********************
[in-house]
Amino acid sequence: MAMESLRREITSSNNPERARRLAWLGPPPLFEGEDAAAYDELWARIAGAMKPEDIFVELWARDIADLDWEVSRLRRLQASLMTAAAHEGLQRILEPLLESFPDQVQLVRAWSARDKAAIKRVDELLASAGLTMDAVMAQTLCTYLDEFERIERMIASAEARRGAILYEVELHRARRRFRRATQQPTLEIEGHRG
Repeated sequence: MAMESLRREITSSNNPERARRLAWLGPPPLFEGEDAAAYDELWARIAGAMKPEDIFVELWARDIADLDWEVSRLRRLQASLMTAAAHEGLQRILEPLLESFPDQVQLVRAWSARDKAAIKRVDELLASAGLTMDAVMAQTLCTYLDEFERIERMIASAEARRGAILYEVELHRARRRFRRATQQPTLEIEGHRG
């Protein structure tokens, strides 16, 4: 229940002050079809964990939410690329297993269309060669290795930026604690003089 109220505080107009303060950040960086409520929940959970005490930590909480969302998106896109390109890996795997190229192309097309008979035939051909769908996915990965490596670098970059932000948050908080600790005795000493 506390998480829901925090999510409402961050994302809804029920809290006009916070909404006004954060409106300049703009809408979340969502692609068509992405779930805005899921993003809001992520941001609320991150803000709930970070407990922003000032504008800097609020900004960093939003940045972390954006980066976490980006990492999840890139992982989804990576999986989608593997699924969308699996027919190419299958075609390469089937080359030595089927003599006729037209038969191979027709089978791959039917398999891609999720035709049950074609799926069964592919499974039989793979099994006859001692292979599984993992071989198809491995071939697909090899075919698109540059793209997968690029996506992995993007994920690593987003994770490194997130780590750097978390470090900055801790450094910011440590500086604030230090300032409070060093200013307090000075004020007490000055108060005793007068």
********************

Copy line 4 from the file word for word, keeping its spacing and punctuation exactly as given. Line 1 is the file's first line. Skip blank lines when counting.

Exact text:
């Protein structure tokens, strides 16, 4: 229940002050079809964990939410690329297993269309060669290795930026604690003089 109220505080107009303060950040960086409520929940959970005490930590909480969302998106896109390109890996795997190229192309097309008979035939051909769908996915990965490596670098970059932000948050908080600790005795000493 506390998480829901925090999510409402961050994302809804029920809290006009916070909404006004954060409106300049703009809408979340969502692609068509992405779930805005899921993003809001992520941001609320991150803000709930970070407990922003000032504008800097609020900004960093939003940045972390954006980066976490980006990492999840890139992982989804990576999986989608593997699924969308699996027919190419299958075609390469089937080359030595089927003599006729037209038969191979027709089978791959039917398999891609999720035709049950074609799926069964592919499974039989793979099994006859001692292979599984993992071989198809491995071939697909090899075919698109540059793209997968690029996506992995993007994920690593987003994770490194997130780590750097978390470090900055801790450094910011440590500086604030230090300032409070060093200013307090000075004020007490000055108060005793007068």